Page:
Dr. Ramon Klein Geltink is an Assistant Professor in the department of Pathology and Laboratory Medicine at UBC, an Investigator at the BC Children’s Hospital Research Institute and an investigator in the of the Edwin S.H. Leong Centre for Healthy Aging. He was recruited to UBC in 2019 after having trained at St. Jude Children’s Research Hospital in Memphis, TN, USA and the Max Planck Institute for Immunobiology and Epigenetics in Freiburg, Germany for his PhD and Postdoc respectively.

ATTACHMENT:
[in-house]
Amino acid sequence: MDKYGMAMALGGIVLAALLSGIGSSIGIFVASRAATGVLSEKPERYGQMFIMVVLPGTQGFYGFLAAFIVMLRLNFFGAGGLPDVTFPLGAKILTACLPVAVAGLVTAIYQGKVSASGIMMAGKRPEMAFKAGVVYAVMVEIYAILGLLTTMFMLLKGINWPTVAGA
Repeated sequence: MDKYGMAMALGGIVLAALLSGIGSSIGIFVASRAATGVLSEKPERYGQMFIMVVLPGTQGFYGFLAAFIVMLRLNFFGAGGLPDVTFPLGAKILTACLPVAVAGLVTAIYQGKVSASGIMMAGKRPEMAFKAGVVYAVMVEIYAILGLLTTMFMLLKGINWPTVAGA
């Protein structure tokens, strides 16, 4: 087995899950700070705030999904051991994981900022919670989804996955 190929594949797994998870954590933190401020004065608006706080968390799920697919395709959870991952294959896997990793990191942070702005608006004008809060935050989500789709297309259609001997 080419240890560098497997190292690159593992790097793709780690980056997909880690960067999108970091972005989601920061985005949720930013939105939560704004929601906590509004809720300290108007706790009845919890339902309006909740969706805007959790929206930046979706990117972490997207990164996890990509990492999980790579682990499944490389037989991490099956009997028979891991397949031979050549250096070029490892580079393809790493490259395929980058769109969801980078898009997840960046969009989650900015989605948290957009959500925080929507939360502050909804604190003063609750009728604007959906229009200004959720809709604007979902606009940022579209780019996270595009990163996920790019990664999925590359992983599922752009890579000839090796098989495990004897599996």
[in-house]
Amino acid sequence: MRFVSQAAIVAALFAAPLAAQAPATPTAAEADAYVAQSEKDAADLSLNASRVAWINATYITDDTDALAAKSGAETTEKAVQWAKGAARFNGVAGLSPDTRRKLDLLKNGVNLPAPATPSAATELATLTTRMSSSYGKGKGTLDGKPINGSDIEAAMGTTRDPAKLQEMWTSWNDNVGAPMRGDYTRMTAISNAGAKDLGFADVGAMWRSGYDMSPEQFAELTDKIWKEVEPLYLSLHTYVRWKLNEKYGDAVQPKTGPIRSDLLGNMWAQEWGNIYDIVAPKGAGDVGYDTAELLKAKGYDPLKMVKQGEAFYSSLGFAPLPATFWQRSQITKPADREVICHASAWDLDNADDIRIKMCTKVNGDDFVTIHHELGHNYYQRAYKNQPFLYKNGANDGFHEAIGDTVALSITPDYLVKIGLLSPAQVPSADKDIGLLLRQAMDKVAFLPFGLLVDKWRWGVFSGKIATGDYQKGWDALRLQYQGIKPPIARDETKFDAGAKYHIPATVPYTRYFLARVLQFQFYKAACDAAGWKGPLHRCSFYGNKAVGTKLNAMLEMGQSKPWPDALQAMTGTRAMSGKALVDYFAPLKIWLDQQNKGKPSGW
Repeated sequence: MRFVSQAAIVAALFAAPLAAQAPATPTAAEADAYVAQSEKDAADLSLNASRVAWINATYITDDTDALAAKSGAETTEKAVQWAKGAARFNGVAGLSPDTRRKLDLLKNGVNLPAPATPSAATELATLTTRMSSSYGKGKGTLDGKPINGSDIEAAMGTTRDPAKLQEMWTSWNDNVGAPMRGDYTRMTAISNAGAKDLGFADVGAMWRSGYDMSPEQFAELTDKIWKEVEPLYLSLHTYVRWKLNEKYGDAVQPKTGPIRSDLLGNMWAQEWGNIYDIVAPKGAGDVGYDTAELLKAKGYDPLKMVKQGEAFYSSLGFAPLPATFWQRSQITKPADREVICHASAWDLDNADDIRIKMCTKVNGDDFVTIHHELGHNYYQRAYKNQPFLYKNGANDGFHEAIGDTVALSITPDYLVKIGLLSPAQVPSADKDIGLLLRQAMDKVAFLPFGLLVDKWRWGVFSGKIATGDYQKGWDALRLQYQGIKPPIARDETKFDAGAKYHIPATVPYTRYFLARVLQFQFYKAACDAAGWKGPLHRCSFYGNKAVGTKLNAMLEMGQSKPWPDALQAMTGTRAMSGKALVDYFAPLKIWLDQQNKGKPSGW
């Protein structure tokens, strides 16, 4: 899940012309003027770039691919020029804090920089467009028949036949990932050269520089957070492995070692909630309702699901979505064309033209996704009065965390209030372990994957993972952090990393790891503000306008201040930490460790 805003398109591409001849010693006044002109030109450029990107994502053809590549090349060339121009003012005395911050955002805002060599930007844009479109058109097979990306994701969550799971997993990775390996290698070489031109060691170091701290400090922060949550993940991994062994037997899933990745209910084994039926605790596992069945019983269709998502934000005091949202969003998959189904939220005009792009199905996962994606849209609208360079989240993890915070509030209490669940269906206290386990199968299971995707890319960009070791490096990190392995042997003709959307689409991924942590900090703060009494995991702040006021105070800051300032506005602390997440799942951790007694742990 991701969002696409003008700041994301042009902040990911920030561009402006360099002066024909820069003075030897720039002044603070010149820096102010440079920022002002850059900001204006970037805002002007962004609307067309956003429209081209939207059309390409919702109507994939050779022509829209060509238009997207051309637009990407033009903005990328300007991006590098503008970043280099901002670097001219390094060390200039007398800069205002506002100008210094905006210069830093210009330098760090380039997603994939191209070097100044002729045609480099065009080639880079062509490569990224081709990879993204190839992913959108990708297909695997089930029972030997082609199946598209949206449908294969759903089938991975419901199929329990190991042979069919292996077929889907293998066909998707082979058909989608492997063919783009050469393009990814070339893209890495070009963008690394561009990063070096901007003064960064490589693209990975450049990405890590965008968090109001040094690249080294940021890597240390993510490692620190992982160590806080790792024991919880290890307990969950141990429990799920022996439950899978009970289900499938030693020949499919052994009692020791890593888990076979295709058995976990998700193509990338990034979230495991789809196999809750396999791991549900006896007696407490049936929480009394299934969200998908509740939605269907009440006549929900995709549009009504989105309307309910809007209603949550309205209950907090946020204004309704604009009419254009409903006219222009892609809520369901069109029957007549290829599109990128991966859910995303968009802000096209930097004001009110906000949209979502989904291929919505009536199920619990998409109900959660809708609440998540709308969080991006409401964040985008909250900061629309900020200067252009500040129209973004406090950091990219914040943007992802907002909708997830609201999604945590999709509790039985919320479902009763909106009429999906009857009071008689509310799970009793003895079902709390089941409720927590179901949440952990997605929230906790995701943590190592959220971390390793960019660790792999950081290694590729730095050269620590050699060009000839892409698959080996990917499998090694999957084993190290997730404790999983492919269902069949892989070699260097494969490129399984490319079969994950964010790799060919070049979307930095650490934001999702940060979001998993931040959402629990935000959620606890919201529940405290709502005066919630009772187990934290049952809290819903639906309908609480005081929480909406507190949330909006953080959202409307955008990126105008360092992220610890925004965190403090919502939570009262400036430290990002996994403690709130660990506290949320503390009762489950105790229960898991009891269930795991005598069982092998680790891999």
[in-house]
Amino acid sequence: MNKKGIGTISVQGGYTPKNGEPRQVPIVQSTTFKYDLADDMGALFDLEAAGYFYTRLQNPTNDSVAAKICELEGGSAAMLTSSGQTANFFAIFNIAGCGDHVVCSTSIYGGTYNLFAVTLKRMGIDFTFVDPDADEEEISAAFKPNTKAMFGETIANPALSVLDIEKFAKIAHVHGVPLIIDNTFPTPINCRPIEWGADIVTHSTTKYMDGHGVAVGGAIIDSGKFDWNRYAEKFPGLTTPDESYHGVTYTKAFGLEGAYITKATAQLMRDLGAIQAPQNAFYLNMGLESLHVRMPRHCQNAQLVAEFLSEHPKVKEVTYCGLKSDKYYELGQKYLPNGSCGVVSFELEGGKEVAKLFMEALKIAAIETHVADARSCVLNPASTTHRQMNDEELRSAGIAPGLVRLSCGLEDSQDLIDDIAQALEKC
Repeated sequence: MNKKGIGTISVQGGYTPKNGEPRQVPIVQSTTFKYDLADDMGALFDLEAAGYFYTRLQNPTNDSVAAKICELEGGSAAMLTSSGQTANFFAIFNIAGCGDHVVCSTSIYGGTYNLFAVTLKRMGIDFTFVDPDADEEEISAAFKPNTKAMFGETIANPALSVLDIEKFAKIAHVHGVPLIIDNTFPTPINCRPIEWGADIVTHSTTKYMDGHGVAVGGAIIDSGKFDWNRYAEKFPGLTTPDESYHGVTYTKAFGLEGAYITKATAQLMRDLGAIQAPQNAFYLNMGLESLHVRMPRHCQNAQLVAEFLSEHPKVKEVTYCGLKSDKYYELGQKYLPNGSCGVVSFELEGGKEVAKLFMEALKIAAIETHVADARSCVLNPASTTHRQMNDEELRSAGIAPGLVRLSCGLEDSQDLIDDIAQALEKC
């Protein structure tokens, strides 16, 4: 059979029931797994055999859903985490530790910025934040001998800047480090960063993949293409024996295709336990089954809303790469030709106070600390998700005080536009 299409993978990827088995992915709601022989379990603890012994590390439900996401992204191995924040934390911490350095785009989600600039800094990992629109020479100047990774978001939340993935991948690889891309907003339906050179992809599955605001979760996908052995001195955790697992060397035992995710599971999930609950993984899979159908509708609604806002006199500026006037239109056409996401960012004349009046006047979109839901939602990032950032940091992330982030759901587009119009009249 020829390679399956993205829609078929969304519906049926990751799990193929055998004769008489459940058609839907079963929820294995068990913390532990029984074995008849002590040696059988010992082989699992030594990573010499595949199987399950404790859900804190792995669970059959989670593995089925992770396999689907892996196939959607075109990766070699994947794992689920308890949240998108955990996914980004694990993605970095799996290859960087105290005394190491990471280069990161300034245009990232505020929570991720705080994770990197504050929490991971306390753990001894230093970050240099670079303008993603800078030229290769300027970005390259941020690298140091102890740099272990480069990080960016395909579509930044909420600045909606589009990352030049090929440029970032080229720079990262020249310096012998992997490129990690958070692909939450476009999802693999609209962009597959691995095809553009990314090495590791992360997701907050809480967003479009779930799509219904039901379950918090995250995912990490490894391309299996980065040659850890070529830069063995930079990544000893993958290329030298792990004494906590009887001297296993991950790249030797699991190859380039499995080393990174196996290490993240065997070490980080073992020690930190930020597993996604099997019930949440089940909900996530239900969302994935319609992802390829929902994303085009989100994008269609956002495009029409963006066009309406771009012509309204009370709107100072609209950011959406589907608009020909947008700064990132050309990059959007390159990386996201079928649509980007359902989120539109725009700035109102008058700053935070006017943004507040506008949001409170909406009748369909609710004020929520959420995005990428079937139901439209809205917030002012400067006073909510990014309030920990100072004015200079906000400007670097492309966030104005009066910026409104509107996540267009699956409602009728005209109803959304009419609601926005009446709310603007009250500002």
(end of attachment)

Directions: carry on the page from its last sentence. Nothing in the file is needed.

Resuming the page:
The Klein Geltink research team aims to better understand the role of metabolism in the regulation of immune cell function. We aim to expand our understanding of the role of metabolism in the dysfunction of immune cells in cancer, and to uncover therapeutic targets to improve cancer immunotherapy. When cells are confronted with changing environments they have to adapt to their new surroundings to maintain cellular function, including cancer cell cytolysis. This adaptation is especially relevant for immune cells that move throughout the body and encounter different levels of metabolites and nutrients in the blood, tissues or tumours they traverse. The availability of nutrients influences immune cell metabolism, but having a metabolite available does not mean a cell will necessarily use it. Cellular metabolism consists of an interconnected network that is influenced by at least 4 factors which we aim to better understand: 1. Metabolite / cellular nutrient availability How do immune cells sense changes in the context of their nutrient environment, and how are these signals transmitted? 2. Metabolite transport into the cell How are metabolite transporters regulated during immune cell activation and in the tumour microenvironment? 3. Metabolic enzyme and pathway activity Metabolic enzymes are often considered "household genes" for control experiments. But we are aiming to better understand how the activity of these enzymes is modulated. 4. Availability of enzyme cofactors Most, if not all, metabolic enzymes are dependent on substrate and cofactors. We are interested in the sensing of cofactor status and their effects on metabolic pathway activity and immune cell function. Not all immune cells use the same metabolic pathways even if metabolites are abundant, transporters and enzymes are expressed, and cofactors are available. The cell-specific response can be regulated by growth factors, cytokines, or immune cell receptor signaling, and we aim to better understand the signals that provide the instructions for metabolic pathway use within the setting of immune homeostasis and during an anti-tumour response.